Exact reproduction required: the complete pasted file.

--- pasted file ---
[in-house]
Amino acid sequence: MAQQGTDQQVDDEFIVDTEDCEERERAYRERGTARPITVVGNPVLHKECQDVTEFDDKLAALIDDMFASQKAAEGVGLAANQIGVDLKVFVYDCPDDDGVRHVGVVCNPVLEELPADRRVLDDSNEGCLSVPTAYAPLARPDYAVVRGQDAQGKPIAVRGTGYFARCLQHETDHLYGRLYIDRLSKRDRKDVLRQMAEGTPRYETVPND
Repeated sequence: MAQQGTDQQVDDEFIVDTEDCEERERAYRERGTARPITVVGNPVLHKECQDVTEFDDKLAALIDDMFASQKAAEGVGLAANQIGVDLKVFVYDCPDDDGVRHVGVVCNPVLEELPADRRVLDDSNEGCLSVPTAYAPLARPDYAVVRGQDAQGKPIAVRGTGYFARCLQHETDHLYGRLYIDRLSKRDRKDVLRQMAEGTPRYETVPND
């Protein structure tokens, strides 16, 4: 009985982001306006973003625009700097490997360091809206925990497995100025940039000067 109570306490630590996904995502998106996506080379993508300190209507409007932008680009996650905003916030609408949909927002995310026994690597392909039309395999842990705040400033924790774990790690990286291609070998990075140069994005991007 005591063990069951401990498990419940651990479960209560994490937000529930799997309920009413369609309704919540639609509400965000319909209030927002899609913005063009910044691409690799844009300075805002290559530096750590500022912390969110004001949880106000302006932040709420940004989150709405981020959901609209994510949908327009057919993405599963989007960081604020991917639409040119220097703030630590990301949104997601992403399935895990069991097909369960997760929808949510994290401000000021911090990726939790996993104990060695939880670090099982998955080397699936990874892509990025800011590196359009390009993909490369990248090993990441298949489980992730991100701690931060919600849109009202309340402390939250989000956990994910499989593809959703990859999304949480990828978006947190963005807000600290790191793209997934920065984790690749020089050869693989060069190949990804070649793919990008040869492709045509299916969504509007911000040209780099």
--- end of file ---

[in-house]
Amino acid sequence: MAQQGTDQQVDDEFIVDTEDCEERERAYRERGTARPITVVGNPVLHKECQDVTEFDDKLAALIDDMFASQKAAEGVGLAANQIGVDLKVFVYDCPDDDGVRHVGVVCNPVLEELPADRRVLDDSNEGCLSVPTAYAPLARPDYAVVRGQDAQGKPIAVRGTGYFARCLQHETDHLYGRLYIDRLSKRDRKDVLRQMAEGTPRYETVPND
Repeated sequence: MAQQGTDQQVDDEFIVDTEDCEERERAYRERGTARPITVVGNPVLHKECQDVTEFDDKLAALIDDMFASQKAAEGVGLAANQIGVDLKVFVYDCPDDDGVRHVGVVCNPVLEELPADRRVLDDSNEGCLSVPTAYAPLARPDYAVVRGQDAQGKPIAVRGTGYFARCLQHETDHLYGRLYIDRLSKRDRKDVLRQMAEGTPRYETVPND
């Protein structure tokens, strides 16, 4: 009985982001306006973003625009700097490997360091809206925990497995100025940039000067 109570306490630590996904995502998106996506080379993508300190209507409007932008680009996650905003916030609408949909927002995310026994690597392909039309395999842990705040400033924790774990790690990286291609070998990075140069994005991007 005591063990069951401990498990419940651990479960209560994490937000529930799997309920009413369609309704919540639609509400965000319909209030927002899609913005063009910044691409690799844009300075805002290559530096750590500022912390969110004001949880106000302006932040709420940004989150709405981020959901609209994510949908327009057919993405599963989007960081604020991917639409040119220097703030630590990301949104997601992403399935895990069991097909369960997760929808949510994290401000000021911090990726939790996993104990060695939880670090099982998955080397699936990874892509990025800011590196359009390009993909490369990248090993990441298949489980992730991100701690931060919600849109009202309340402390939250989000956990994910499989593809959703990859999304949480990828978006947190963005807000600290790191793209997934920065984790690749020089050869693989060069190949990804070649793919990008040869492709045509299916969504509007911000040209780099």